Lab Chat With Dr. Maria Soledad Sosa

Lab Chat With Dr. Maria Soledad Sosa

Maria Soledad Sosa, Ph.D., studies cancer-cell dormancy, in which cancer cells hibernate—sometimes for long periods of time—and then reactivate to form deadly metastases. A native of Argentina, Dr. Sosa earned her Ph.D. in molecular biology in a joint program at the University of Buenos Aires and the University of Pennsylvania. She joined the Einstein faculty in December 2022, where she is now an assistant professor of microbiology & immunology and of oncology.
Maria Soledad Sosa, Ph.D.

How did you get interested in science?

My dad was a radiologist, and I wanted to follow in his steps. But that would mean leaving my hometown, San Luis, which I wasn’t ready to do after high school. Around then the local university started a program in molecular biology and I realized I could still help people by researching the causes of disease.

Why did you eventually focus on cancer?

My mom was diagnosed with breast cancer when I was 16. She’s still alive after 25 years, despite a recurrence several years ago. And my dad died of colon cancer in 2010. I really want to understand this disease. It’s personal.

Why did you come to the United States?

I wanted to explore science abroad to have another perspective. In the end, I decided to stay and pursue my professional career here.

Tell us about your research.

Even if patients are successfully treated for a primary tumor, they often carry residual cancer cells that have spread to other parts of the body. There they can stay dormant for years, even decades, before reactivating to cause incurable metastases. We’re investigating the molecular mechanisms that control dormancy. If we can develop strategies that can keep dormant cells in their dormant state or that can target and eradicate dormant cells, we may be able to prevent cancer metastases, which are responsible for the vast majority of cancer deaths.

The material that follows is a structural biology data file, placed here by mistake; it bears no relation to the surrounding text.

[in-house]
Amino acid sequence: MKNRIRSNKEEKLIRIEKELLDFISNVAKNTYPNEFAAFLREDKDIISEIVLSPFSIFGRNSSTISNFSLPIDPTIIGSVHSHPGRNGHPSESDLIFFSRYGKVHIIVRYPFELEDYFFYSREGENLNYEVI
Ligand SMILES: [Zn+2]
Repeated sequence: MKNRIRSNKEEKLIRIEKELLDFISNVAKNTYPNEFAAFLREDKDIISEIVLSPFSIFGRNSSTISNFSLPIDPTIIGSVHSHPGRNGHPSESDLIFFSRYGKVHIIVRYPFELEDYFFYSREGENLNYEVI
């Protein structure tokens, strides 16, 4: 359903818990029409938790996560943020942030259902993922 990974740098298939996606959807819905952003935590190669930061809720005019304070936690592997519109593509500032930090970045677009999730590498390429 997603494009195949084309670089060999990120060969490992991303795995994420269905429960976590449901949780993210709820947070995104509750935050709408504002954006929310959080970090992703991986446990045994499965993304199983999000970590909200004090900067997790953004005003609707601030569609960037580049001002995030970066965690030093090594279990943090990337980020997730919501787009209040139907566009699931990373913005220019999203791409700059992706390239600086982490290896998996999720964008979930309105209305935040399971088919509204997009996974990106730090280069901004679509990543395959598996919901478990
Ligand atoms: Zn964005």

Julio Aguirre-Ghiso, who leads Einstein’s Institute for Cancer Dormancy and the Tumor Microenvironment, also comes from Argentina. Did you know him before coming to Einstein?

I worked with him at Mount Sinai School of Medicine. We fell in love, got married, had a daughter, and formed a beautiful family with his two sons. So the answer is yes!

Do you get back home often?

We try to return once a year so the kids can have a strong connection with their relatives. I don’t want them to miss out on that.

Any advice for young researchers?

Persistence is the most important quality. It took me four tries to get my NIH [National Institutes of Health] grant approved. Eventually I realized that my research idea was sound, but I wasn’t getting my message across to the grant reviewers. So: keep trying, and learn how to communicate.

What do you like most about your career?

That you can ask and answer complex scientific questions. Of course, most of the time you don’t get answers, and then you have to ask new questions. That process keeps me motivated. But it doesn’t come without stress. Which reminds me of another piece of advice for young researchers: when life gets stressful, reach out to your peers, to a mentor, to a therapist, or to any support programs your institution may offer. Finding a balance in life is what keeps you alive in this journey.

What do you like to do outside the lab?

We love getting out into nature, hiking, and kayaking. And being Argentinians, we love dancing the tango. I also like to paint and draw.

More From Einstein

Class of 2024 Celebrates Match Day
Einstein Community Enjoys Pi Day
Graduate Students Win Marmur Award
Empowering Einstein Women in Science
Einstein Secures $192M in NIH Grants
Training the Next Cancer Researchers
Bringing a Novel Drug to Market
A Promise to Rwandan Genocide Survivors